The Edge and Equinox aced all IIHS crash tests, but neither is a Top Safety Pick due to “Poor” and “Marginal” headlight tests, respectively. Both models also receive “Superior” ratings in forwarding collision avoidance, but there is one key difference: The 2019 Edge comes standard with automatic emergency braking, while the Equinox offers it as an option in only its highest trims.
In addition to standard automatic emergency braking, the Ford Edge also boasts standard blind-spot monitoring, lane-keep assist, and automatic high-beam headlights.
Which is Best for You?
Buyers on a tight budget who are willing to sacrifice size and standard safety equipment for a much lower price and better efficiency, the Chevy Equinox is for you. If you are planning on getting the diesel-equipped Equinox, you may find it hard to locate one due to limited demand and inventory. In fact, demand is so low, Chevy will discontinue the Equinox’s diesel engine before the 2020 models hit showrooms.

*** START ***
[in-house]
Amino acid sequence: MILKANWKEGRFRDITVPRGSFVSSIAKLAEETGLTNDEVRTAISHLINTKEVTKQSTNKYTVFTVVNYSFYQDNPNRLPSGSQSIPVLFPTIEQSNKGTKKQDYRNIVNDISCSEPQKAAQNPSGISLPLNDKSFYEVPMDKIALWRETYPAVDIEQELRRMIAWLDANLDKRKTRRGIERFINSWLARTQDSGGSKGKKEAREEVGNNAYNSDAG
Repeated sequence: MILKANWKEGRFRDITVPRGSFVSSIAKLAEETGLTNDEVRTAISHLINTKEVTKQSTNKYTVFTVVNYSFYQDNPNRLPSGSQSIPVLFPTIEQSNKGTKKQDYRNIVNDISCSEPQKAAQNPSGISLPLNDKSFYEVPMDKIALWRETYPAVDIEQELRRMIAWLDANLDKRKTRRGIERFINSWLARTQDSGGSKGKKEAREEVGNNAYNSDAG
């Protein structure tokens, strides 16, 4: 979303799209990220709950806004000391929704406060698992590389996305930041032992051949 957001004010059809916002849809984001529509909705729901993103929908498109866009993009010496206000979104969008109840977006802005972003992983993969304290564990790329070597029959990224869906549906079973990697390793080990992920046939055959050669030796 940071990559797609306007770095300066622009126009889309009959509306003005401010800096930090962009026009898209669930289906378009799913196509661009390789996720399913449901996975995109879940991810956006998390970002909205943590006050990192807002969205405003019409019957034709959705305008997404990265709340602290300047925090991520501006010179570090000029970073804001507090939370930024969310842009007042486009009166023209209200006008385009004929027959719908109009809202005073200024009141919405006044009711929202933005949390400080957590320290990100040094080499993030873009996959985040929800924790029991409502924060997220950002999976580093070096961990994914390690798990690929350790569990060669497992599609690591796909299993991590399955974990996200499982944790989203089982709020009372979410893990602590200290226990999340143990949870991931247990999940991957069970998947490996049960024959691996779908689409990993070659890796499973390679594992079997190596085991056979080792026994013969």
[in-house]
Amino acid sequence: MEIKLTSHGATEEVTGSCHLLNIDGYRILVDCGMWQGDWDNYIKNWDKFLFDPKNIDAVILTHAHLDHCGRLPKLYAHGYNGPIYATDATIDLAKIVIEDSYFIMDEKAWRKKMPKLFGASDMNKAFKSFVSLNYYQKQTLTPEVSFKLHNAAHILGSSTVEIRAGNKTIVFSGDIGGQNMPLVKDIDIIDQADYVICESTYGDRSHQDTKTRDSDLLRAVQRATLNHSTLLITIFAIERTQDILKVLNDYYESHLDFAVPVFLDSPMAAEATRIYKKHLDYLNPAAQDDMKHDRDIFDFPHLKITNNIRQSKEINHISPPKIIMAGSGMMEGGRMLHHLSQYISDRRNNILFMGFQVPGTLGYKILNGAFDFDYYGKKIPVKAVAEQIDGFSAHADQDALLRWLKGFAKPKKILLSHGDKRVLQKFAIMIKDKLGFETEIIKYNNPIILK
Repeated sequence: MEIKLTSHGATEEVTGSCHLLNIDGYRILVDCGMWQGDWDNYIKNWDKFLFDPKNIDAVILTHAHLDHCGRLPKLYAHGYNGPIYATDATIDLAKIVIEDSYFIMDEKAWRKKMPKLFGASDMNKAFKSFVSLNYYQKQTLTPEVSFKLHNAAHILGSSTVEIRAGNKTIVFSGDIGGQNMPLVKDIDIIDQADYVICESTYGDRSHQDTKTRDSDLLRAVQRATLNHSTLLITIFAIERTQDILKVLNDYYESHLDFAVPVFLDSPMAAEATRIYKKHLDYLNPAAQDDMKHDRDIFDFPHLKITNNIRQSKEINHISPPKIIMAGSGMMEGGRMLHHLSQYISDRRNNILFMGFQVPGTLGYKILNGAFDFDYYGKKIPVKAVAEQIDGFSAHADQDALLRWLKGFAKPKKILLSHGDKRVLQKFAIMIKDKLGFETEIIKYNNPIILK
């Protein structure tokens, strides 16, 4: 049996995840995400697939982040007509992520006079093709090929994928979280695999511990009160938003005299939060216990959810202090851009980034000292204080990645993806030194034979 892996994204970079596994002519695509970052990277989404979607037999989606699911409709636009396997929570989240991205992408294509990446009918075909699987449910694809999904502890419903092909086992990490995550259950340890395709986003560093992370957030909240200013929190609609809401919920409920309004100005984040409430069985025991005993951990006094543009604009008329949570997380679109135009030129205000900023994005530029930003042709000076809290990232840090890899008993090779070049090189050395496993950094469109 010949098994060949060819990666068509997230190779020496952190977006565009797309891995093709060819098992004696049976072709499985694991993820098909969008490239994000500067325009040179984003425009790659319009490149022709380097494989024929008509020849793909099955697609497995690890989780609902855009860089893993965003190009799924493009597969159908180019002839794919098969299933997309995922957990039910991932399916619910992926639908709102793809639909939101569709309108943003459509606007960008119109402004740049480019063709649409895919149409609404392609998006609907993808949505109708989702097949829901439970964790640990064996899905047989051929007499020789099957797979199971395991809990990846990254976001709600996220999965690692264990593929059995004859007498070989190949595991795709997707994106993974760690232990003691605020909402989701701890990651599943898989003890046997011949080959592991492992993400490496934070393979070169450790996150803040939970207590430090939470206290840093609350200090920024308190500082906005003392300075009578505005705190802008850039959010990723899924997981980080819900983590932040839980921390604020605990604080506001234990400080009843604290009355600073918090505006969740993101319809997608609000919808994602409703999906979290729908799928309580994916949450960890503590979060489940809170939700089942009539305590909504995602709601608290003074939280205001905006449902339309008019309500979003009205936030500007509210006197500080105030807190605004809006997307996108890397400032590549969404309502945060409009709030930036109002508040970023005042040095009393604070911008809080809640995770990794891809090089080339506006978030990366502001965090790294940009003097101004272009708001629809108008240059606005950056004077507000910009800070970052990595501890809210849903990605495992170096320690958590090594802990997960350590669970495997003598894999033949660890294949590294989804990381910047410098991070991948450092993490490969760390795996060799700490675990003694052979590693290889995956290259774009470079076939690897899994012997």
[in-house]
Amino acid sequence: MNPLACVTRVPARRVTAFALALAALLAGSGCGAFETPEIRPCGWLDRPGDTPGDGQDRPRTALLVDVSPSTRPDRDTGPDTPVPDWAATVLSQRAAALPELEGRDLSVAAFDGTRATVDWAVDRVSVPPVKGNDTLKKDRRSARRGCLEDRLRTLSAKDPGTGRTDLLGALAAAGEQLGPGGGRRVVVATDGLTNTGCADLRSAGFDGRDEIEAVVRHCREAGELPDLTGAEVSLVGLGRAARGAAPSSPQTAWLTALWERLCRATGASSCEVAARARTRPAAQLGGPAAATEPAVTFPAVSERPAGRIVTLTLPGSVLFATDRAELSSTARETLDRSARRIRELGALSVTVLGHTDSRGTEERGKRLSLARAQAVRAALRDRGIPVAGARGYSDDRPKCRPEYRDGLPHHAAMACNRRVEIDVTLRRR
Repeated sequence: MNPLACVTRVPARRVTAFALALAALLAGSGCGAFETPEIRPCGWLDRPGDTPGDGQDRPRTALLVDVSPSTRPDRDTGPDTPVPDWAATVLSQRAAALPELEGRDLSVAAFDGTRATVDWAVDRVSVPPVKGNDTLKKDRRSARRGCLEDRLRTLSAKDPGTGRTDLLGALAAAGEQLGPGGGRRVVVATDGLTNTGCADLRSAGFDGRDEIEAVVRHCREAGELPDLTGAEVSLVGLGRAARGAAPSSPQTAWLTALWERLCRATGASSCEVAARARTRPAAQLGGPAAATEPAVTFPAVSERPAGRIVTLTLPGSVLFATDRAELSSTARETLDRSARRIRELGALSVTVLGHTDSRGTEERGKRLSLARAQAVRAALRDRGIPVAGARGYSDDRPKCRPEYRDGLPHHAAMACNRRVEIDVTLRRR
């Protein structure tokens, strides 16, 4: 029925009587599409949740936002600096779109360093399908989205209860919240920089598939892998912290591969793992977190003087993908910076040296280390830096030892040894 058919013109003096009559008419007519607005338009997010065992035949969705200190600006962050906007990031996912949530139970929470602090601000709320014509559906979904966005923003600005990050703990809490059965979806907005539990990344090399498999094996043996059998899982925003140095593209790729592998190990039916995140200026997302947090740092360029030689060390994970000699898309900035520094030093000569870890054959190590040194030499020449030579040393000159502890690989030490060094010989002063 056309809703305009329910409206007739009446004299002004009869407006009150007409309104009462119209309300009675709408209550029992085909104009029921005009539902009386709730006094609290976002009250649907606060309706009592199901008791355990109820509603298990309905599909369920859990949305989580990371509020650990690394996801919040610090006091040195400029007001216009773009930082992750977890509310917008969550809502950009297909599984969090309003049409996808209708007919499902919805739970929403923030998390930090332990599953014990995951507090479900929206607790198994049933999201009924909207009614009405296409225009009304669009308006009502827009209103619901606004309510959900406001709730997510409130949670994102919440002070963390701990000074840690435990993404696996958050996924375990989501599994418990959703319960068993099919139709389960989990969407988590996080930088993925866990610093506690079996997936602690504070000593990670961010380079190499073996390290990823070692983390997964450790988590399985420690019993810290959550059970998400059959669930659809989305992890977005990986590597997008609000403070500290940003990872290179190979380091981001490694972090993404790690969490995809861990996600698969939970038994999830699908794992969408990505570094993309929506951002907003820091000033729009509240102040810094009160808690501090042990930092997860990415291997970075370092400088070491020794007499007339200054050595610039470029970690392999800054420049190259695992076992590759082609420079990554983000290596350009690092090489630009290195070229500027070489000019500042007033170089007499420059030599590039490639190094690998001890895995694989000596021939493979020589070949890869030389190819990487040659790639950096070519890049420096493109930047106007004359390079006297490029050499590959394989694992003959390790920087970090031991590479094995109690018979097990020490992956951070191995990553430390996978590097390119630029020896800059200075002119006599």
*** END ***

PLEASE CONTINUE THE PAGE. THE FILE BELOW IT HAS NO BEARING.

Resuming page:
Shoppers with taller kids or who frequently haul adults in the rear seats will find the roomier Edge the better bet. Plus, its standard safety equipment almost makes the price difference between it and the Equinox worth it. Sadly, that standard infotainment system will be a sore spot for tech-savvy younger buyers.
Performance shoppers who want a little fun with their family-hauling crossover have no choice but to look to the Ford Edge ST to scratch that itch. The Equinox with the 2.0-liter engine is decent in a straight line, but the ST blows it away and delivers in the curves.